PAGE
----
Several types of mobile fogging units are used throughout the food industry, the following tending to be the most common:
Satellite Drum Top Fogjet - Powered by a compressed air supply, the simple lance fits into a standard 25litre keg and is the most economically priced unit employed for fogging. Output is a constant 0.15 l/min. Particle size is dependent on air pressure and is variable from sub-micron to 100 micron, typically utilised for fogging rooms of volume up to 100-200m³.
Satellite Fogjet Trolley - As with the Drum Top Fogjet, it too is powered by a compressed air supply but has three fogging nozzles. The trolley is completely portable and holds 25 litres of diluted disinfectant solution. Output is a constant 0.50 l/min per nozzle. Particle size is dependent on air pressure and is variable from sub-micron to 100 micron and appropriate for fogging rooms of a volume up to 600m³.
Electric Fog Units - Holchem strongly recommend against using these mains powered units unless a full risk assessment has been carried out.
A Built-in-System will typically be used for production areas larger than e.g. 1800m³, where more than three portable fogging units would be required. The disinfectant fog is generated through the system into the local atmosphere by charging the unit with compressed air and forcing the disinfectant solution through the dedicated nozzles at a 1-3% solution.
The fogging unit should be left to run its course which takes approx. 30-45 minutes to complete. No personnel should be in the area that is being fogged as the fog will cause breathing difficulties. It may take up to 1 hour after the fogger has emptied before access to the area is possible. For fogging to be effective a settling period of 45-60 minutes is recommended.
When fogging, it is always recommended that sensitive equipment such as checkweighers, metal detectors, printers etc. should be covered with clean polythene (or removed from the area to be fogged if possible) to prevent liquid ingress. Polythene should then be removed after the process and the equipment wiped over.
Dependent on the nature of the process and from results of micro sampling and air plate testing, fogging will typically take place on a weekly basis in a high hygiene food processing area. Items such as Blast Chills and Blast Freezers may need to be fogged daily, dependent on the nature of the product being chilled or frozen, although in some cases where production is required to be running 20 hours per day 6/7 days a week, fogging is not always possible.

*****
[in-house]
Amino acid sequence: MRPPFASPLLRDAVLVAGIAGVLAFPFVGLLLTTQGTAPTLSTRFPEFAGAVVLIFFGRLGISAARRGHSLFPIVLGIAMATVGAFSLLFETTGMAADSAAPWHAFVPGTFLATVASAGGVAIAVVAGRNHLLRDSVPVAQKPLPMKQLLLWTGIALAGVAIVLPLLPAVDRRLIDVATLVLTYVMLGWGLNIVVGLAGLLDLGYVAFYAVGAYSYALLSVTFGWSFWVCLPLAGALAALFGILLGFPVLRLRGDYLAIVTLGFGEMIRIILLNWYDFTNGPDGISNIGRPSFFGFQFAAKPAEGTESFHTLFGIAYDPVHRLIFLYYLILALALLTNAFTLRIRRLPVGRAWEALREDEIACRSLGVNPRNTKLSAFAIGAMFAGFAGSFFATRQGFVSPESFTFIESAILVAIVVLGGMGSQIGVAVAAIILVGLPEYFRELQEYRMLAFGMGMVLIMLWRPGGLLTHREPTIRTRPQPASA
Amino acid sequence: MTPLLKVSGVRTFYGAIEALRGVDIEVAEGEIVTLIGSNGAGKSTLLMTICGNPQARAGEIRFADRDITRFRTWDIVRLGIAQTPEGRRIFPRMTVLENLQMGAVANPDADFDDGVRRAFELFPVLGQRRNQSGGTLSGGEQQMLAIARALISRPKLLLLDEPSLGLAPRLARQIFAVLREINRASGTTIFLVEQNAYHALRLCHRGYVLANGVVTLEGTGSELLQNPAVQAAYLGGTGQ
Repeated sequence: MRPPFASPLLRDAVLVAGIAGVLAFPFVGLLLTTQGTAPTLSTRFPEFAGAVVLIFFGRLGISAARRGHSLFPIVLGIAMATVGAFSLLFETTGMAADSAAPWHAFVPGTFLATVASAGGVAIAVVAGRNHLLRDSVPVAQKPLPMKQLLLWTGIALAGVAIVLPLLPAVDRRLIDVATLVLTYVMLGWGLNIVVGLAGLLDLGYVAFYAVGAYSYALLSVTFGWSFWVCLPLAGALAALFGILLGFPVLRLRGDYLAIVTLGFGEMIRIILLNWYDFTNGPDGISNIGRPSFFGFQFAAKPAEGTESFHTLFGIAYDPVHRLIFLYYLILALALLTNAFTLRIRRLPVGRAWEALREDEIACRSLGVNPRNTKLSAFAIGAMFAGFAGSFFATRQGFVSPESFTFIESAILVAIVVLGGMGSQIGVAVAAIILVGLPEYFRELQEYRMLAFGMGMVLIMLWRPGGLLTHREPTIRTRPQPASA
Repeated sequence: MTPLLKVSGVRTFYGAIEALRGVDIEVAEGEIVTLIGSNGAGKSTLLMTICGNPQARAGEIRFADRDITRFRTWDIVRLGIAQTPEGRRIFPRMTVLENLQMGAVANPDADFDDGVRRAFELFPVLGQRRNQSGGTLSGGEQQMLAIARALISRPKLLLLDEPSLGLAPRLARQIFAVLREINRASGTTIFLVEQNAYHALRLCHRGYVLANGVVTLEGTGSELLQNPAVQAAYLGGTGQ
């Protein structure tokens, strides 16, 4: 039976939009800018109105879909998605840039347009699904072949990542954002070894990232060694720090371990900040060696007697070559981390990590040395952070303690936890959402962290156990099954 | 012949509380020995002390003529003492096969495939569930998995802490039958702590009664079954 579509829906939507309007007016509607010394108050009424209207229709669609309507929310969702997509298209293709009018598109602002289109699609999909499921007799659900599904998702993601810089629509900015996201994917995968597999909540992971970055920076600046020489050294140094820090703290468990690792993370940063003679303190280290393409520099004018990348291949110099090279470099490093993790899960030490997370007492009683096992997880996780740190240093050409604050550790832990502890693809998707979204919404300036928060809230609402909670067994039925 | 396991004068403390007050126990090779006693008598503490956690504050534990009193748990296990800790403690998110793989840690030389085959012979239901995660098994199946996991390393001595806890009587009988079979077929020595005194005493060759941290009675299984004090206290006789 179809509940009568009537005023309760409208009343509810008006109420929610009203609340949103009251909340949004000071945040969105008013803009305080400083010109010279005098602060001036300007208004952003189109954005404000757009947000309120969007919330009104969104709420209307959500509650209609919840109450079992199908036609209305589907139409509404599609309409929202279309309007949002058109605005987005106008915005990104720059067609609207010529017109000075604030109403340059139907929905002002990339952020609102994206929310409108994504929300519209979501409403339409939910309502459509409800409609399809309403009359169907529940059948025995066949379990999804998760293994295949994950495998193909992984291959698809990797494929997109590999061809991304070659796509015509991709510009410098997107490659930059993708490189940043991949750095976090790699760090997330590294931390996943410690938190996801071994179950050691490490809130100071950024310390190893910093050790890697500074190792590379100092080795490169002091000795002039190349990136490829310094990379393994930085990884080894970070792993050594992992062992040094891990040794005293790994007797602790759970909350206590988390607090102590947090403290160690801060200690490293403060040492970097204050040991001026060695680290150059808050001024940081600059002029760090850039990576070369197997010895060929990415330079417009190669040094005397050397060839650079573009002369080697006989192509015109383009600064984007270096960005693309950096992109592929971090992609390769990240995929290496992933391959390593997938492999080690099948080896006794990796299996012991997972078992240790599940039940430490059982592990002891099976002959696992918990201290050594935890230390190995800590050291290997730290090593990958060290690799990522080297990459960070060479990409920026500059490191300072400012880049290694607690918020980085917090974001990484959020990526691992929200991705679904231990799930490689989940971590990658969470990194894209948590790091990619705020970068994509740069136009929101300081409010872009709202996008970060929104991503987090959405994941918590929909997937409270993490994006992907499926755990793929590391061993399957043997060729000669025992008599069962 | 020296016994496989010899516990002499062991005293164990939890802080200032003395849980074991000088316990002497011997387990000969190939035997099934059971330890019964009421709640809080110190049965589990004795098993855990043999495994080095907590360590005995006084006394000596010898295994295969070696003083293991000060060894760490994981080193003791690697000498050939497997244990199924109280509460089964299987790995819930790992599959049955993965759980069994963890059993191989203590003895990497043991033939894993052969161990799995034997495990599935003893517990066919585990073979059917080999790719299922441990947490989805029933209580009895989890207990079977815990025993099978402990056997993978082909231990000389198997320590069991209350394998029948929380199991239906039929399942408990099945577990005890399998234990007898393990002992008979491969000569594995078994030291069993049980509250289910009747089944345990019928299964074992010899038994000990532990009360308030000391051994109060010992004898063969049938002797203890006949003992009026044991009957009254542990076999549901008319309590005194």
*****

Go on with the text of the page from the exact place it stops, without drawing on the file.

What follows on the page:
Usually a formulated and independently tested QAC or Triamine based disinfectant, such as Holquat or Tribac, will be used for fogging at a 3% solution. However, if the site has a problem with spores, a QAC disinfectant will not be as effective. An option would be to use a peracetic based disinfectant, such as Perbac, at a 1-2% solution.
To ensure that fogging has been successful and reached the hardest to reach air spaces, it is good practice to locate Quat test paper (for Quat disinfectants) or PAA test strips (for peracetic acid based disinfectants) in these areas to ensure that the fog has reached these areas. Ideally, the colour change on these test strips should be reflecting at least 1000ppm on a Quat test paper and 200 ppm on a PAA test strip.
Extensive research has been conducted into the pros and cons of fogging, the following being some of the main points identified:
Fogging was found to have a good disinfecting effect on upwardly facing horizontal surfaces (up to 6 log reductions after 60 minutes).
Fogging is not an effective method for disinfection of vertical surfaces, the undersides of equipment or dismantled components because of the lack of chemical coverage on such surfaces.
Airborne microbiological contamination can be reduced by fogging (2 log reductions after 30 minutes; 3 log reductions after 60 minutes).
Fogging is most effective with particle sizes in the range 10-20 micron with an air velocity at the nozzle of 100m/s. Larger particle sizes can be used if the air velocity is increased or fans are used to assist the distribution of the droplets.
Under typical factory conditions, fogging needs to be carried out for a minimum 15-30 minutes to enable the fog to disperse, the air to become saturate and the chemical / microorganism contact time to occur. After fogging an additional period of 45-60 minutes is required to allow the droplets to settle and reduce the risk of operators inhaling the chemical droplets.
Compressed air driven fogging nozzles are recommended, either plumbed in systems or mobile units.
Portable electric fogging machines do not operate at sufficient volume flow rate for most applications and are therefore not recommended.
Where possible, nozzles should not be placed near the floor or be pointed at surfaces within the range of the plume generated by the nozzle.